I went chasing yesterday with some friends, hoping to see some storms. Or rather we drove to Enid, near the dryline, to wait to see if things fired. We were met with blue sky everywhere all around us. Needless to say, we were very disappointed that nothing, not even a single cloud, formed. It’s frustrating to be excited about a possible chase and then have nothing happen time after time. That seems to be the case in Oklahoma this year. This “chase” was definitely the worst though–every other time there’s at least been a storm to take pictures of and a good lightning show to enjoy.
There were a few things that might have impacted why there was no storm activity yesterday in Oklahoma, despite the soundings looking favorable and severe weather indices indicating good conditions. CAPE (convective available potential energy, the amount of energy available to a storm in the atmosphere) was 3472 J/kg. On the CAPE scale, over 2500 J/kg indicates an extremely unstable atmosphere. The SWET and K indices showed favorable numbers for isolated tornadoes. The wind profile looked good too, with veering wind and warm air advection from the surface up.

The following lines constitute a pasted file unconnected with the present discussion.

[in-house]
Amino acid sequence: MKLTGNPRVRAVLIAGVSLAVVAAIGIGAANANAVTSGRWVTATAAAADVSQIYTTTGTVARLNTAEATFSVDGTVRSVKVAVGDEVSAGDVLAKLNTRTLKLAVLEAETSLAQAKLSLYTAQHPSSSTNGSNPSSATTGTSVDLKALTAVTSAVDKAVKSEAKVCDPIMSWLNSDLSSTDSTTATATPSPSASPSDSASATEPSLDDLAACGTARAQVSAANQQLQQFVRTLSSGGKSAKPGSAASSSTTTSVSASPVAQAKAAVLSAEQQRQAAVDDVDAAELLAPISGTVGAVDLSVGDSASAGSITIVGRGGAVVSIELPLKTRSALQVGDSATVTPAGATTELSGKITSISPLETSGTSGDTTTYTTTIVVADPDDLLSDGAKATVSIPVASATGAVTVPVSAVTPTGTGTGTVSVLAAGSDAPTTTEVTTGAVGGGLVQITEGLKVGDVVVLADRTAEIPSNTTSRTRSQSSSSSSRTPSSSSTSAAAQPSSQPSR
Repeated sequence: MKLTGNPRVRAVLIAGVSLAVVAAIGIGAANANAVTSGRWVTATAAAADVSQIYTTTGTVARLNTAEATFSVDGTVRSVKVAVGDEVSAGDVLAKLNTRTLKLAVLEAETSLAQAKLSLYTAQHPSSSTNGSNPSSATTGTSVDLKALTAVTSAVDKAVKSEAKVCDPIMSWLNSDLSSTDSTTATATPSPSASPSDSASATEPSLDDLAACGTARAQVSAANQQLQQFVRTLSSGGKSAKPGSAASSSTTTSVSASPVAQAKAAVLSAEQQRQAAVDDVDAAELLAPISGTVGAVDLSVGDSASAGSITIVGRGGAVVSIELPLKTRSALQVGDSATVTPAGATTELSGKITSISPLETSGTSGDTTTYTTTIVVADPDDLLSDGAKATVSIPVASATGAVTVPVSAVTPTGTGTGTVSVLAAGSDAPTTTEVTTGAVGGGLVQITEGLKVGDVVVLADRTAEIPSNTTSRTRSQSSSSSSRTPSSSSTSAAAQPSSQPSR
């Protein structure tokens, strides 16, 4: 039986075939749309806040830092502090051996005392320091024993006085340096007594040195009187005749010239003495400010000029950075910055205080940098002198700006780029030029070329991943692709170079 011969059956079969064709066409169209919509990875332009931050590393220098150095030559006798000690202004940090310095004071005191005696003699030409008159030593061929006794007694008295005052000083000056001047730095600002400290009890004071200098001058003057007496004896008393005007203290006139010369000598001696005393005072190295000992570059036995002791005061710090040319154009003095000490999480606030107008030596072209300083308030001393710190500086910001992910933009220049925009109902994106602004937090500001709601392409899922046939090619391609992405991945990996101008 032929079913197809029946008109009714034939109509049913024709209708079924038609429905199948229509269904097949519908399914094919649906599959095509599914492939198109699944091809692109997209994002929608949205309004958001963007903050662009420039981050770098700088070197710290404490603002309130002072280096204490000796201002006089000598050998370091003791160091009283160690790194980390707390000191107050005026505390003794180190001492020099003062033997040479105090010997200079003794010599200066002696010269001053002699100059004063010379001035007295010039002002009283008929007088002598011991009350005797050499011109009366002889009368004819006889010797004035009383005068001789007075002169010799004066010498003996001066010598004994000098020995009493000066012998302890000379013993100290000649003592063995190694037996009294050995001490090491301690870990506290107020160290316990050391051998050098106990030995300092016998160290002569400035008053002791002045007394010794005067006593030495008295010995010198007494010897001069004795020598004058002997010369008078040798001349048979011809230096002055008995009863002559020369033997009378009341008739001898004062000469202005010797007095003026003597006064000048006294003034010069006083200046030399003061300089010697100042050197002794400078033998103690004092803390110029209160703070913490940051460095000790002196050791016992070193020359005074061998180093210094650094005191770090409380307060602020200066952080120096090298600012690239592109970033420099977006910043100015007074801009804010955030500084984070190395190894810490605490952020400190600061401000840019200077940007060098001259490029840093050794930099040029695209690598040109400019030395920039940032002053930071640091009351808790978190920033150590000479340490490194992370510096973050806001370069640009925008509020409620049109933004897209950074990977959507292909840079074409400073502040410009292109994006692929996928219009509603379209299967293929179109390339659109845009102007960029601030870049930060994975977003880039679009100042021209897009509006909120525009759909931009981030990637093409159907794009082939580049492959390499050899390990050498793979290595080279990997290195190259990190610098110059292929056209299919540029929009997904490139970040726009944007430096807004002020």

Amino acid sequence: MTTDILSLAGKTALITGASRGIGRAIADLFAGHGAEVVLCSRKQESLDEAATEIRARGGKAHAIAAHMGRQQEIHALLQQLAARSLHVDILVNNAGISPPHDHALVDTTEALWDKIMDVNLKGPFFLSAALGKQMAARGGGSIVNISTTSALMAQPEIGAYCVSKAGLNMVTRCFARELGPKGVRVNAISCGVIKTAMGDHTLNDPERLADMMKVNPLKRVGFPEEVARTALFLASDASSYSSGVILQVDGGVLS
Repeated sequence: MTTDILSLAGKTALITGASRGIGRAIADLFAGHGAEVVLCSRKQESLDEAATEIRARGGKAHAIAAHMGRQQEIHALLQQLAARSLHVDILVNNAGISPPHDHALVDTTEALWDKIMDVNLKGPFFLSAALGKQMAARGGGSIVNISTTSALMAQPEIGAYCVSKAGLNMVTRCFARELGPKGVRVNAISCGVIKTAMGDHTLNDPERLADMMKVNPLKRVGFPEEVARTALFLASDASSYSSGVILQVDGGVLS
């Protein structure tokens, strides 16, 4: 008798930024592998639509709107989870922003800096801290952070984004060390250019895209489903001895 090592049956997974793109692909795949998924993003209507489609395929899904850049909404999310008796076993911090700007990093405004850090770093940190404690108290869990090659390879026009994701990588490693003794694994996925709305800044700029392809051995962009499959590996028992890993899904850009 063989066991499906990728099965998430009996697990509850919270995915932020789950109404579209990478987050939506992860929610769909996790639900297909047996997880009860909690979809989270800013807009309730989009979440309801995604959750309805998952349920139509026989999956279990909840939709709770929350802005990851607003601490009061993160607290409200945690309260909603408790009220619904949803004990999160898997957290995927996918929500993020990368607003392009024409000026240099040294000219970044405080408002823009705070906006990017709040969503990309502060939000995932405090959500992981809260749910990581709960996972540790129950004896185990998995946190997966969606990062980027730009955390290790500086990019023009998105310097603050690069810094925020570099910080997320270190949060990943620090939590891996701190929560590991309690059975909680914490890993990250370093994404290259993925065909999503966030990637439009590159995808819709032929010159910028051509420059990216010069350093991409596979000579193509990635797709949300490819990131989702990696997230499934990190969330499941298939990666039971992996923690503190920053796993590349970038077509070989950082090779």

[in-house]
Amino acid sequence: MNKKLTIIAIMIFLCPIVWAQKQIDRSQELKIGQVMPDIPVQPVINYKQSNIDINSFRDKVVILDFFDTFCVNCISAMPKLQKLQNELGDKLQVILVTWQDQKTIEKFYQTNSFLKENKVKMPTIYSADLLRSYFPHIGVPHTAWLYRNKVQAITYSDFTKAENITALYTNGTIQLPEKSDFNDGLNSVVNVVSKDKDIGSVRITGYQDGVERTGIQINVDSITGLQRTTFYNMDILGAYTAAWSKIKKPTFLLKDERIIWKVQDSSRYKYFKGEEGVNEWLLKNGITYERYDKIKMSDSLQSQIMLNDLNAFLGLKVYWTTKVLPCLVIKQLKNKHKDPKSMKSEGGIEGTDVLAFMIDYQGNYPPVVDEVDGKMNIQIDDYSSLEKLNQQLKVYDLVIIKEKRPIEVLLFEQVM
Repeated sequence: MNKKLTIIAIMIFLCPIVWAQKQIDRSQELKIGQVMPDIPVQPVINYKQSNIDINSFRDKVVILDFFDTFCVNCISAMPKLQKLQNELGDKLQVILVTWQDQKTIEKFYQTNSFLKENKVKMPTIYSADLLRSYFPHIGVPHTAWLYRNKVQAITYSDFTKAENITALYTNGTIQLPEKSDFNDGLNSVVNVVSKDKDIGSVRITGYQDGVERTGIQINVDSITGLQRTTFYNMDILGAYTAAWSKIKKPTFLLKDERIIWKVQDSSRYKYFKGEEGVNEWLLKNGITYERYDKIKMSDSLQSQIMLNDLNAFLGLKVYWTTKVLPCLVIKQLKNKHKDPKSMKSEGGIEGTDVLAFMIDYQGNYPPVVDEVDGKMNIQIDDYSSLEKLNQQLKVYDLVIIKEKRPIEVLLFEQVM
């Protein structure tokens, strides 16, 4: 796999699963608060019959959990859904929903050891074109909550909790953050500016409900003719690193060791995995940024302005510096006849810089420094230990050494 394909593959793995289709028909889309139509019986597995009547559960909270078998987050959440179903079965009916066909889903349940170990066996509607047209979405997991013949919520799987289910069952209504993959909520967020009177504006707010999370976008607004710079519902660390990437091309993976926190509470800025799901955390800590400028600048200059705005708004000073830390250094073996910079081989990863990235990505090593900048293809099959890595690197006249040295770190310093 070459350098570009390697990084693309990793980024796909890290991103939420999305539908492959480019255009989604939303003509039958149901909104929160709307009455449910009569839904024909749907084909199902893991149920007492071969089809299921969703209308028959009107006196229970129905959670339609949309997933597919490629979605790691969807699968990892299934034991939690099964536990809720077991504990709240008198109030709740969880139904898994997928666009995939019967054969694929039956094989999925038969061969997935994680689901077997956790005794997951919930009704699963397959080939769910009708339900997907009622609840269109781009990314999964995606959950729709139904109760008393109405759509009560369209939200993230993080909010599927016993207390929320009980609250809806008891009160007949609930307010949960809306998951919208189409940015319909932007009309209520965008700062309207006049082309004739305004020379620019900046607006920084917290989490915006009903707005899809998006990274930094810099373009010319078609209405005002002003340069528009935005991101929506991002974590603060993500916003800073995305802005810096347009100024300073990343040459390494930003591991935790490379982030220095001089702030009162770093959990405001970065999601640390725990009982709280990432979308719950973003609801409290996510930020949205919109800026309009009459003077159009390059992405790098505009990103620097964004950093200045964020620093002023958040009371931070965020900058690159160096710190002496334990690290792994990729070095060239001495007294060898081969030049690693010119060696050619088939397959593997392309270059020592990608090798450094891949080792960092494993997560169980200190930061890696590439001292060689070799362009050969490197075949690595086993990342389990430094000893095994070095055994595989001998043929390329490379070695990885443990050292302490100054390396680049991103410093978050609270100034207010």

The only thing that didn’t happen was an initiation event to start a storm. This could have been due to an extremely large inversion near the surface (called the “cap”) that was difficult to break. Inversions are parts of the atmosphere that are extremely stable, and the steeper the inversion is the harder it is for clouds to break through to the unstable atmosphere above. Rick thinks the bust was also due to a lack of convergence on the dryline and subsidence (sinking) air behind it. Drylines are good places to look for storms because of the sharp difference between moisture in the air. The density differences cause the warm moist air to wedge under the dry desert air like a cold front and can help cause convergence.If nothing converges on the dryline, nothing is able to form. This, apparently, is what happened yesterday. Storm season in the Southern Plains is still active through the middle of May, so we’ll see what happens in the coming weeks.
Stay tuned to KOCO for all your weather needs! Have a great weekend!